Source: Autor et al

Source: Autor et al

Finally, the “robots did it!” story requires an acceleration in productivity growth. The next figure shows manufacturing productivity growth (yr/yr) since 1987 (also, read Sue Houseman’s very important work for the full story here). It’s awfully jumpy, so I’ve plotted a 5-yr rolling average. There’s a bit of acceleration in the 1990s or 2000s, and I’m not denying automation has played a role in the pattern in the employment figure above. But it’s unlikely to be the whole story and that story is particularly strained today, as manufacturing productivity growth has crashed in recent years.


But my main point here is that it’s a mistake to either believe that trade and technology are clearly separable forces, or to think that it matters to workers which force is displacing them. Too often, policy makers seem to assert that, because “it’s not trade, it’s technology!”—typically offered without much evidence—displaced workers should somehow be assuaged. Hey, all they need to do is go from running a drill press to designing, building and programming drill-press-running robots!

True, trade and China are much more tangible targets, and I get that they sometimes carry more symbolic weight than they should. That’s particularly true regarding China right now, which is trade enemy #1 in the Trump playbook, despite the fact that their trade surplus has been falling and, if anything, they appear to be trying to prop up the value of their currency (the trade play is to depreciate).

But remember, automation and labor-saving technology are ongoing forces that have been with us forever. Historically, increased demand for the extra output created by faster productivity growth absorbed displaced workers, sometimes in new sectors.

We must understand why that hasn’t happened in recent years. The productivity evidence over the past decade contradicts an accelerating automation explanation. I think the evidence instead supports an explanation that exposes false assumptions:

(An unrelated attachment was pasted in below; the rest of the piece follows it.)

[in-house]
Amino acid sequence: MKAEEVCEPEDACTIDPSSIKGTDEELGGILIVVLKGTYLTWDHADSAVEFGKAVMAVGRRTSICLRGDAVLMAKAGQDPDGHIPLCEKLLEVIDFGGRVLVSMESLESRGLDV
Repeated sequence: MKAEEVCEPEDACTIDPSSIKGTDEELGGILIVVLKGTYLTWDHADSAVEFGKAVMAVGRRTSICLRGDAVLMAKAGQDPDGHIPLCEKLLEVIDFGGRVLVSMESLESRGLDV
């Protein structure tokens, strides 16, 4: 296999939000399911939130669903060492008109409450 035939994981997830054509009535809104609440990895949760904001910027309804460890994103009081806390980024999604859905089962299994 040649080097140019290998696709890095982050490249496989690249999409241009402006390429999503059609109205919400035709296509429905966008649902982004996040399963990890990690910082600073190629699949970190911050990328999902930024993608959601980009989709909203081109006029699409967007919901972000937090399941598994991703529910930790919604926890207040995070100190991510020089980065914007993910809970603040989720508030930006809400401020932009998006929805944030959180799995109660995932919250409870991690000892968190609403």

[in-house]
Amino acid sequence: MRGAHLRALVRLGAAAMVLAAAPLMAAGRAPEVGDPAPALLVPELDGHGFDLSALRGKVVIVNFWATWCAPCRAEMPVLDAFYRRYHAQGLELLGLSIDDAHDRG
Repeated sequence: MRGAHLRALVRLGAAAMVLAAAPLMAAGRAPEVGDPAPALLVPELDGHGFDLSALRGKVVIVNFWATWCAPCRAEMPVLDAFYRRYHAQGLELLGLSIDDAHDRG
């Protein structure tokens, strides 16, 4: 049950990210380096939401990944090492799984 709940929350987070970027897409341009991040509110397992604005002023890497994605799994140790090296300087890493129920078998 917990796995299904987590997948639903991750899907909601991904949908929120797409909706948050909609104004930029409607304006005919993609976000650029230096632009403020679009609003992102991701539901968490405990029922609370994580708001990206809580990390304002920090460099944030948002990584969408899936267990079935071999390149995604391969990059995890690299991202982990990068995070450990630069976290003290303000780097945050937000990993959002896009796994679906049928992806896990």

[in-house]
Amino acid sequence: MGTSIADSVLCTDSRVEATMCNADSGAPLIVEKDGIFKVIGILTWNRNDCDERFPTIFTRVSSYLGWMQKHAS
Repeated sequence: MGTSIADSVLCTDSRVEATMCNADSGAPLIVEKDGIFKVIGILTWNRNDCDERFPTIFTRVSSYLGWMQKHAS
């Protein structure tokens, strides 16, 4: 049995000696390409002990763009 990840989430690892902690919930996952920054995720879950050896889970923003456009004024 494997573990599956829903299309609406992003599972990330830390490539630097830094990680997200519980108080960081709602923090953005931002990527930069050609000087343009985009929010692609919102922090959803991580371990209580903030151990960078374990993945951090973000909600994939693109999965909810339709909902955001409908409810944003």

–the winners from expanded trade would compensate the losers
–regressive tax cuts would trickle down
–trade deals centered on corporate interests would somehow help laborers
–full employment would automatically persist (even in the face of large, growth-draining trade deficits)
–austere fiscal policies amidst weak private demand would magically have anything other than their predicted, negative effect on growth
–the safety net, minimum wages, and other labor standards must be diminished to create the right micro-incentives

All of the above distribute income upward, and not just income, but just as importantly, power and the political influence that makes reversing these false assumptions an extremely heavy lift. The system effectively insulates itself from progressive change.

I don’t have the answer to the question of what breaks this extremely damaging chain, but I’m sure it involves some serious organizing of the many hurt by this dominant agenda against the minority helped by it. At any rate, a good place to start is a clear-eyed identification of the problem.

More from the 2017 ERP, outsourced to E&E

December 21st, 2016 at 12:37 pm

[Emily Horton (research asst.) and Emma Sifre (budget intern) are colleagues of mine at CBPP. Just to mix things up a bit, I asked them to choose a figure from the new 2017 ERP and write a bit of text to go with it (I’m featuring figures from the ERP this week). I think they made excellent choices!]


I think my favorite charts are the ones on changes in labor force participation.  These explain a lot about the striking divide between negative public perceptions of the labor market and the very low unemployment rate [and why we’re not really yet at full employment–JB]. It’s also (obviously) an important chunk of the narrative around recent political dynamics. [Yep–especially when you break the trends out by education level, as in the figure.–JB]

Source: 2017 ERP

Source: 2017 ERP

I also think this one on the quality of the US healthcare system is a real zinger.  I hear the argument that even though we pay a lot for healthcare, we have a great healthcare system, and increasing the level of publicly provided health care hurts the overall system. This next chart is a great response to the assumption that our system was in any way superior to other countries’ pre-ACA.

Source: 2017 ERP

Source: 2017 ERP


Figures 7-5 and 7-1 show that there is a compelling economic case to be made for reducing the United States’ environmental impact. The claim is often that economic regulations stifle firm productivity and overall economic growth, but Figure 7-5 shows the opposite: As energy and carbon consumption have decreased, GDP has grown steadily, indicating that emissions are not a necessary byproduct of strong economic growth.*